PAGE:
GGT creatives, Jim Gillham and Andy Lockley, get into the mood for a bit
We felt it was important to review Blow magazine in context. So, there
we were in Jim’s squat with a littering of techno tapes, half-an-ounce
of homegrown and a couple of strobe lights. Jim even wore his Daniel
Pool lycra body suit.
Blow has gone glossy, right down to a flexi, plastic-coated cover (which
looks better, but makes lousy roaches). We were disappointed to see that
it’s done away with the one-sided photocopied pages that gave it such a
spontaneous feel. The fanzine-style art direction, thankfully, remains
unchanged - we love the way each page looks as if it’s been designed by
a different person.
Blow is crammed with more fresh ideas than the majority of press ads
aimed at the same audience. Instead of using expensive photographers for
its fashion spreads they do crappy little drawings. Regular features
include ‘Doris Blow’, an OAP who writes hilarious piss-take complaint
letters to big companies, then prints their replies.
There are a lot of self-proclaimed ‘cutting-edge’ style mags about, but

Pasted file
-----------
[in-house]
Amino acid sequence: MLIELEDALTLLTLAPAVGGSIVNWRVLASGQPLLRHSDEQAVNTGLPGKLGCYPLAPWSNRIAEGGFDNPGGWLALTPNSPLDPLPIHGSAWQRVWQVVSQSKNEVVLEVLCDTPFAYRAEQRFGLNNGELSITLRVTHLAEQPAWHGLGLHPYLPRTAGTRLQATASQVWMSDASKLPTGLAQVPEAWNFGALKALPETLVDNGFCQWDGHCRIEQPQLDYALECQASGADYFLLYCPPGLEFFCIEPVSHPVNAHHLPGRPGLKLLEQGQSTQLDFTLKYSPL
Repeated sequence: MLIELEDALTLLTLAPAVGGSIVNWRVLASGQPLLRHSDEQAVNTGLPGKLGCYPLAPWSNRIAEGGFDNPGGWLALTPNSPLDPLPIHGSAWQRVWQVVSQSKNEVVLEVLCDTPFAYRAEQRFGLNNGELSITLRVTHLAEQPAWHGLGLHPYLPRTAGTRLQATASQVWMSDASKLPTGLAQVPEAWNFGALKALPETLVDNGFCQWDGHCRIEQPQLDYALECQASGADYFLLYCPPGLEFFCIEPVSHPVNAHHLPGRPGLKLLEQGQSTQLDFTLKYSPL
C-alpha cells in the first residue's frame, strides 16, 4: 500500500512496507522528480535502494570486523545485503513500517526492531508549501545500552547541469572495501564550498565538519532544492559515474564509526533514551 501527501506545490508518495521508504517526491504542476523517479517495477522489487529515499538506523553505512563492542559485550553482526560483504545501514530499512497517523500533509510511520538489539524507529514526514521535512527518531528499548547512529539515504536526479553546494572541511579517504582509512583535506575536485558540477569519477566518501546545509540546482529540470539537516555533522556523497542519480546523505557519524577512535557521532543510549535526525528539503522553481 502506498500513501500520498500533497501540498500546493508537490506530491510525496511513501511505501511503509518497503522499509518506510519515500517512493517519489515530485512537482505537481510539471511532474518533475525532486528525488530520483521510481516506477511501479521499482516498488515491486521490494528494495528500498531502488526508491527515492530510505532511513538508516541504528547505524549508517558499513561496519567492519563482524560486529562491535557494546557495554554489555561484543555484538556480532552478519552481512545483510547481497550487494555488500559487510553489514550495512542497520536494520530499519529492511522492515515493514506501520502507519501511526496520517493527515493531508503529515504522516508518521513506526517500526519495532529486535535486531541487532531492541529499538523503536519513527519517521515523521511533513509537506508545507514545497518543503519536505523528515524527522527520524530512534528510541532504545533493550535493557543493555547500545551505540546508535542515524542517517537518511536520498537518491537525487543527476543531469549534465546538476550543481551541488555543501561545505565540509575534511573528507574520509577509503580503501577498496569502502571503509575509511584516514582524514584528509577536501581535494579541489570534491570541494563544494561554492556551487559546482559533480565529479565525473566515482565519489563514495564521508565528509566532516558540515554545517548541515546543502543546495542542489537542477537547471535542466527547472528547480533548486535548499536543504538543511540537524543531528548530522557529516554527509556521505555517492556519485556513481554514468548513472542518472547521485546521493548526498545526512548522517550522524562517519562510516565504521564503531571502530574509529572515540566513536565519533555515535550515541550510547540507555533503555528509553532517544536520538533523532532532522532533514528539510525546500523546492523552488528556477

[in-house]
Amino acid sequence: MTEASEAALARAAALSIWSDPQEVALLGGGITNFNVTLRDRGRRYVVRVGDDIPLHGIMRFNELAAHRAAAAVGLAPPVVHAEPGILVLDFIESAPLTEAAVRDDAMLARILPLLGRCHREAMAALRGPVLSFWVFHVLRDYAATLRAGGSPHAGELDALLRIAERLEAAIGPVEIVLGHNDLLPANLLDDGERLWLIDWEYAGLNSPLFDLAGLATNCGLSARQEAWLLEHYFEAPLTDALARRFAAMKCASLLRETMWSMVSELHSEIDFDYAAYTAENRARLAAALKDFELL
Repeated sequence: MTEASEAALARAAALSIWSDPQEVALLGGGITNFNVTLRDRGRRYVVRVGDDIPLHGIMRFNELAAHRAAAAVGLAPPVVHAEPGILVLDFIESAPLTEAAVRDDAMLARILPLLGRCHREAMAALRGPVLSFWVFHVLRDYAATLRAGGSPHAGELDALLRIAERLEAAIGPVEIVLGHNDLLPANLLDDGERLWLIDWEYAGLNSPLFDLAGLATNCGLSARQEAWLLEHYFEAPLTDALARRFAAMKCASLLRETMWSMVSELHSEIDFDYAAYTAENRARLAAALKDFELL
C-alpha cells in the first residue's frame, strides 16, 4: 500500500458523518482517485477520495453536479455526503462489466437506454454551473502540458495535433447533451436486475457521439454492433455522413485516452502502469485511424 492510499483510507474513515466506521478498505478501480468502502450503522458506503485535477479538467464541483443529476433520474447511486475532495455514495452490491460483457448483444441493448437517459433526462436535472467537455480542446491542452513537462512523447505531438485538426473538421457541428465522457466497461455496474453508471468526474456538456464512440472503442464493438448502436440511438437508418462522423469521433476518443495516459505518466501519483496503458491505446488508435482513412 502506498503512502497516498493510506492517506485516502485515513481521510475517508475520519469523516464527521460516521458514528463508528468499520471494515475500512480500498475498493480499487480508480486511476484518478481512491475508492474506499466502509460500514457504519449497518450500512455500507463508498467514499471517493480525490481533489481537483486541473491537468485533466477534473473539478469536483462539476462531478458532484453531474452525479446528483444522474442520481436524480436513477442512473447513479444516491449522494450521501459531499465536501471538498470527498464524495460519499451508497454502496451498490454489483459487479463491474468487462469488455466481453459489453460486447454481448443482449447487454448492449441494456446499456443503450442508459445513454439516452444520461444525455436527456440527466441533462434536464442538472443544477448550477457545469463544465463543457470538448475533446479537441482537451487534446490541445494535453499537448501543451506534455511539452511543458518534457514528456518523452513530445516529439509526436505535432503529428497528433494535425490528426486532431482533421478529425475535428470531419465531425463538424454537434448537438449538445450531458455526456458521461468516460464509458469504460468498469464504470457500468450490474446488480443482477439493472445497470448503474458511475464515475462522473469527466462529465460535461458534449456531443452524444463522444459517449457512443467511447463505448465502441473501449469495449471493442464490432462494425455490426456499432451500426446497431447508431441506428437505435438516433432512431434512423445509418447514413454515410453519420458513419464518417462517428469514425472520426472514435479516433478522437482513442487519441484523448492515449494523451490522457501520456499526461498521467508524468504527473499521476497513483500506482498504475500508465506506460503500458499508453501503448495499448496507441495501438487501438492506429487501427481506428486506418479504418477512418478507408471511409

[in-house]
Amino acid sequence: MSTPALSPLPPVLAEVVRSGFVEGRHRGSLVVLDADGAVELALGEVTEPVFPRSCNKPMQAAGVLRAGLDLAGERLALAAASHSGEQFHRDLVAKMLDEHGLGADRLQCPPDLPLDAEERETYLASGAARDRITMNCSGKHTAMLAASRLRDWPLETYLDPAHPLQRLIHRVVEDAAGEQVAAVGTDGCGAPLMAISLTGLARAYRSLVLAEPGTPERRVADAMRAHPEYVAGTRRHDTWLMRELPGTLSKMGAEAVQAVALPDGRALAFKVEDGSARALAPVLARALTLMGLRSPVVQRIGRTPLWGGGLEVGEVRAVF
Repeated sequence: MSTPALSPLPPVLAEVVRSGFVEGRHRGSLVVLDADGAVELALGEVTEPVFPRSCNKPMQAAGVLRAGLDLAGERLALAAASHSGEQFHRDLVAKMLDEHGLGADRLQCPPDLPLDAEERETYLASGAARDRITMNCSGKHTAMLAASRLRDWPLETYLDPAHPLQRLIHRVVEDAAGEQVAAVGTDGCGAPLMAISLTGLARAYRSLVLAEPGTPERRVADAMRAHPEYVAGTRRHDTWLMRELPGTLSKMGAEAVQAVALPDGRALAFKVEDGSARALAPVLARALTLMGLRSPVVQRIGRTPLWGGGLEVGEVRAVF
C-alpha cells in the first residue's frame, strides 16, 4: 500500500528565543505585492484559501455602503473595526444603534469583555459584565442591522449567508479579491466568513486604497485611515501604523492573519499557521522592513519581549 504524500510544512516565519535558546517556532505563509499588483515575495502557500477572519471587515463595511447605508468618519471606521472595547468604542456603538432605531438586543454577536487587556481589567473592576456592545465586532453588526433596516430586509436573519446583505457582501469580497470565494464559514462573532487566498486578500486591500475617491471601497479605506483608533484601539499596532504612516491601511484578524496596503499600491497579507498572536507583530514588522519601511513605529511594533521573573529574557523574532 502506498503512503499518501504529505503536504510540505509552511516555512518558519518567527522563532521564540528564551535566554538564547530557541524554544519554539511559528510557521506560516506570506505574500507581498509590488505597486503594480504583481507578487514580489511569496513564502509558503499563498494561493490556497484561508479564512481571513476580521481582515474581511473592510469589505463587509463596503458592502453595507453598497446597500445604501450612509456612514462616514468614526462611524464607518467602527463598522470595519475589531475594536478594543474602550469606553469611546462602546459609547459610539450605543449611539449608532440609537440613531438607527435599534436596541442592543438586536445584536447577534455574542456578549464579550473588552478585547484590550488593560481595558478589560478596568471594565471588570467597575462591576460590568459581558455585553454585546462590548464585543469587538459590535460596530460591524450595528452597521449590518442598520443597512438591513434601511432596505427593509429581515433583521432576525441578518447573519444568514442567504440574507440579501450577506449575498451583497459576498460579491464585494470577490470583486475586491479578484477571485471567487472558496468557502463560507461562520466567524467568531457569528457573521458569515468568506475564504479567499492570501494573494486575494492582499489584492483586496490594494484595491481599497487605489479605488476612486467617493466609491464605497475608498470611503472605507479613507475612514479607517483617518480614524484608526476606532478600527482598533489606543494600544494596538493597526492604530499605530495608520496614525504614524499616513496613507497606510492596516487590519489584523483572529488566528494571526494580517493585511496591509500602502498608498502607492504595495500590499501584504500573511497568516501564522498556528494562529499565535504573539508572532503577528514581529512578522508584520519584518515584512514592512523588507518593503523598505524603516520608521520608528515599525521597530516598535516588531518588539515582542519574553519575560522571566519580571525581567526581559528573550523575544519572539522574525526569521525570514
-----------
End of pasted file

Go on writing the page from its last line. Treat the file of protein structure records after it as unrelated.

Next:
Blow doesn’t leave you wishing you’d spent your three quid on ten fags
and a large doner instead. It has an irreverent, down-to-earth, honest
energy that the more established titles lack.
It’s still early days and each issue is cobbled together by a
streamlined staff on tiny budgets. We’re excited to see how it will
evolve and wish them all the best.
I can’t quite remember how we concluded, it’s all a bit hazy. I do
recall Jim saying: ‘After reading this publication I feel a more rounded
individual,’ but that was seconds before he lost it completely and
started trance-dancing to the News at Ten title sequence.
Andy Lockley and Jim Gillham are a creative team at GGT